The district administrator also says that families will enjoy camping at Coopers Rock, as 25 tent/trailer campsites exist, all with electric. Picnicking is another favorite pastime; other amenities include a playground and a trading post/snack bar. Taylor also says that parents and children may enjoy taking one of the hiking trails to the Henry Clay Iron Furnace, which is where barrels used to be constructed. A cooper is someone who makes barrels, hence the name for the state forest. For more information, contact the state forest at (304) 594-1561.

DISTRICT II: CACAPON RESORT STATE PARK

One of the favorite state parks for my family and me is Cacapon Resort State Park (6,000 acres) in the Eastern Panhandle. This District II domain offers a great deal for parents and their children, emphasizes Taylor.

"Cacapon Lake (6 acres) has very good trout fishing in the spring and early summer. Three very small, spring-fed feeder streams enter the lake and help keep the water cool. A swimming beach is also at the lake and that is very popular with kids. Bass and bluegills also are present in good numbers, so kids have a chance at catching three different species of fish."

Cacapon Lake also contains crappie, northern pike and channel catfish. During our visit, my children enjoyed renting a boat and tooling around the lake. The kids also took great pleasure in horseback riding on one of the park's many trails.

The park's 36 cabins are also a major draw, as some are modern, some standard, and some constructed by the Civilian Conservation Corps (CCC) during the Great Depression. My family stayed in one of the CCC cabins and enjoyed its spacious confines and the craftsmanship of those long ago w

orkers. Taylor informs that the cabins are so popular that some are reserved as much as a year in advance.

Other amenities include some 30 miles of trails, 46 lodge rooms with restaurant, tennis, game courts, picnicking and a nature center. A new nature center was opened in 2001 and educational exhibits and programs are among the highlights. Nighttime hikes and astronomy talks are conducted, too. For more information, contact Cacapon Resort State Park at (304) 258-1022.

DISTRICT III:

BUCKHANNON RIVER

Jim Walker, a fisheries biologist in District III, says that families should consider several junkets down the Buckhannon River. In the community of Buckhannon, a low-water bridge creates a pool that is known for its outstanding muskie sport. But below the pool is where parents and children may want to concentrate their efforts.

"Below Buckhannon, there are two floats that are available, which are ideal for family floating. Neither trip has any serious white water by any means and there are only a few Class I rapids. Kids can catch a lot of smallmouth bass and rock bass while on both of these trips. I would describe these floats as having plenty of riffles, pools, long meandering stretches and several oxbows," Walker said.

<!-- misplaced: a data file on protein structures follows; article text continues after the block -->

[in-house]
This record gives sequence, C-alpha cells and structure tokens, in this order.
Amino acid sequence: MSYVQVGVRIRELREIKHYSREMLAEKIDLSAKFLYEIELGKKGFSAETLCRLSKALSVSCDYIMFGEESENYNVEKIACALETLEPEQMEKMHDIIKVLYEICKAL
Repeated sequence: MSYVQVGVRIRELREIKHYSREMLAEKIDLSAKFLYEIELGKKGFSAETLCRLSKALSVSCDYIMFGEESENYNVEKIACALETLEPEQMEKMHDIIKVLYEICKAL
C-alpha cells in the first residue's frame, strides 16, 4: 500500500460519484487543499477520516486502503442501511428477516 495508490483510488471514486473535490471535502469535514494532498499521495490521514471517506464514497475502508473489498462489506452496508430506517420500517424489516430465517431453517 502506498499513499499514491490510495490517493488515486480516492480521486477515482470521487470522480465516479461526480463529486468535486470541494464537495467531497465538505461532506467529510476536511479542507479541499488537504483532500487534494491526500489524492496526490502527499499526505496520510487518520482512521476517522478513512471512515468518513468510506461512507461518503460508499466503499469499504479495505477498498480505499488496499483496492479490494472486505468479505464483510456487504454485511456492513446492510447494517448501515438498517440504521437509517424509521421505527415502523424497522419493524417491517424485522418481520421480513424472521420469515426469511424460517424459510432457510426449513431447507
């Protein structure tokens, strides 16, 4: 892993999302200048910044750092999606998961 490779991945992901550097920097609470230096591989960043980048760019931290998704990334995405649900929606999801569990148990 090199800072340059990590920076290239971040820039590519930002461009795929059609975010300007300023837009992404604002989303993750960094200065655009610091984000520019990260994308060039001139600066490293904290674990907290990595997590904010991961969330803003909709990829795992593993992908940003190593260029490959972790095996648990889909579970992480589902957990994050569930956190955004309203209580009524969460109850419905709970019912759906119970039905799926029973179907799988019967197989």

"Now don't come on these floats expecting to catch trophy smallmouths. Most of the bass are between 10 and 12 inches and a 14-incher would be a real prize. These trips are good for numbers of bass. Kids can also catch plenty of 5- to 8-inch rock bass with a few redeyes that are real fat. People also have the opportunity to catch muskies; fish over 40 inches have been caught from the river. Even the Buckhannon Pool, which is known statewide for its muskie fishing, does not produce fish that size."

Walker says that muskies do reproduce in small numbers in the river, but that stockings maintain the fishery. A few channel and flathead catfish show up in creels from time to time.

The put-in for the first float is below the Buckhannon Pool near the local Farmers' Market and is in an area known as "The Island." Swing sets, picnic shelters and a boat launch all exist in this area. Canoes and johnboats can be easily launched from the site, which is on river left about a mile off state Route 33 east. The trip only lasts two miles - which is ideal for kids - with the take-out being at Pringle Tree Park at a river-left access point. Much of this float takes place among fields, scattered wood lots and even a golf course.

The second float, also a two-miler, is very similar to the makeup of the first trip, except that the second offers more of a rural setting. The banks are very wooded, and fields and human handiwork are much more uncommon. The take-out is on river right on River Road in Upshur County.

DISTRICT V: BEECH FORK STATE PARK

Beech Fork State Park (3,981 acres) not only has an impressive expanse of land, but the 7,531 acres of the Beech Fork Lake Wildlife Management Area (WMA) further complements the rural nature of this District V pick.

Dillard Price, assistant superintendent for the park, relates that families should find this western West Virginia park a very special one.

"As far as families are concerned, they should enjoy all the different activities we have here."